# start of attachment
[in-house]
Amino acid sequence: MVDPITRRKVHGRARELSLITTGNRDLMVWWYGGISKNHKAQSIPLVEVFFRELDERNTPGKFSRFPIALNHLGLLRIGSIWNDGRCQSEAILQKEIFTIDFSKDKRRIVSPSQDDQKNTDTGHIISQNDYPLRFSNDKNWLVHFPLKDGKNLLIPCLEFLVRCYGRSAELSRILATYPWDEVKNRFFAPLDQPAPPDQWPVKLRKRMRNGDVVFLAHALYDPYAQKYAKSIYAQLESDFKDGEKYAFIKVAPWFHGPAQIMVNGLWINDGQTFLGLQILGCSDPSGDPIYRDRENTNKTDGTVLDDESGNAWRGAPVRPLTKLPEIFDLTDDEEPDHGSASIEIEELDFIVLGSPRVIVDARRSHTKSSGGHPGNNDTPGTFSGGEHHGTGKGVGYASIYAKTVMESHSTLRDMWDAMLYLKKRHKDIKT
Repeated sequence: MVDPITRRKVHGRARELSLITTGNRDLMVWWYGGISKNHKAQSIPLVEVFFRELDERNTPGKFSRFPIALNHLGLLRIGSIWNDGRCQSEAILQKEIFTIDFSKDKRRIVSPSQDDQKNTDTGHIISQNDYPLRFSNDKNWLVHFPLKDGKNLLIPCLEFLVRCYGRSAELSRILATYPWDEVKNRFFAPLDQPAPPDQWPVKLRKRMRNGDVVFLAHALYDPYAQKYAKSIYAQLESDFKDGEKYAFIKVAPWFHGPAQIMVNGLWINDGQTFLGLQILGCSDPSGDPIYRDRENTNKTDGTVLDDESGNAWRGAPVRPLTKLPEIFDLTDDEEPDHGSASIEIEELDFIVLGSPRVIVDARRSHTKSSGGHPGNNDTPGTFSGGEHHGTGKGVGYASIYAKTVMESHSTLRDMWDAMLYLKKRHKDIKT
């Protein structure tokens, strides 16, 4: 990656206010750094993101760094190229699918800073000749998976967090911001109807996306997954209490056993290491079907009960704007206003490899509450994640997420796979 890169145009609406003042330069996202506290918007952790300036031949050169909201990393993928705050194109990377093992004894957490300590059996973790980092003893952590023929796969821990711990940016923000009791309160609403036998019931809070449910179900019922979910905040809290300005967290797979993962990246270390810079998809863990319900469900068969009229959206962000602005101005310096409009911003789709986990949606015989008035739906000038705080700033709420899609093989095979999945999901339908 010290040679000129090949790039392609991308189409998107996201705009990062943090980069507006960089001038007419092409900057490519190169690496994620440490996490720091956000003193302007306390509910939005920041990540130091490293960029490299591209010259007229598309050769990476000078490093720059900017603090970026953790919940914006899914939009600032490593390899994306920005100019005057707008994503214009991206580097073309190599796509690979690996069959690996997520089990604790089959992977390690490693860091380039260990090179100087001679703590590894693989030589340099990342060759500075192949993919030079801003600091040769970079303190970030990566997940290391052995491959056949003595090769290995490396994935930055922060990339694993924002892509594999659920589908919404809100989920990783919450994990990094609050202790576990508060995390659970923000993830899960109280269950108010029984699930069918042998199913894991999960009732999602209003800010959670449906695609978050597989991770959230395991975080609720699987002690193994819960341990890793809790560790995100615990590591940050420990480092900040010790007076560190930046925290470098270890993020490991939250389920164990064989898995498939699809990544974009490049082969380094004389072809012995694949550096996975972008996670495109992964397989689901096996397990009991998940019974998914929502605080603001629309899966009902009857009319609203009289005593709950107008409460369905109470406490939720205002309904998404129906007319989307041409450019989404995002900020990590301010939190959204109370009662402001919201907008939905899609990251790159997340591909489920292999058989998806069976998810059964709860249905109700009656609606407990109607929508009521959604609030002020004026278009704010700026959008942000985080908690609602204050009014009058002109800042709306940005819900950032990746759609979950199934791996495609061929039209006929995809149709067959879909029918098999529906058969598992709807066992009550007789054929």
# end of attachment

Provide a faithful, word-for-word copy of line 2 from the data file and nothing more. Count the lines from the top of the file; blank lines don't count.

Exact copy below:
Amino acid sequence: MVDPITRRKVHGRARELSLITTGNRDLMVWWYGGISKNHKAQSIPLVEVFFRELDERNTPGKFSRFPIALNHLGLLRIGSIWNDGRCQSEAILQKEIFTIDFSKDKRRIVSPSQDDQKNTDTGHIISQNDYPLRFSNDKNWLVHFPLKDGKNLLIPCLEFLVRCYGRSAELSRILATYPWDEVKNRFFAPLDQPAPPDQWPVKLRKRMRNGDVVFLAHALYDPYAQKYAKSIYAQLESDFKDGEKYAFIKVAPWFHGPAQIMVNGLWINDGQTFLGLQILGCSDPSGDPIYRDRENTNKTDGTVLDDESGNAWRGAPVRPLTKLPEIFDLTDDEEPDHGSASIEIEELDFIVLGSPRVIVDARRSHTKSSGGHPGNNDTPGTFSGGEHHGTGKGVGYASIYAKTVMESHSTLRDMWDAMLYLKKRHKDIKT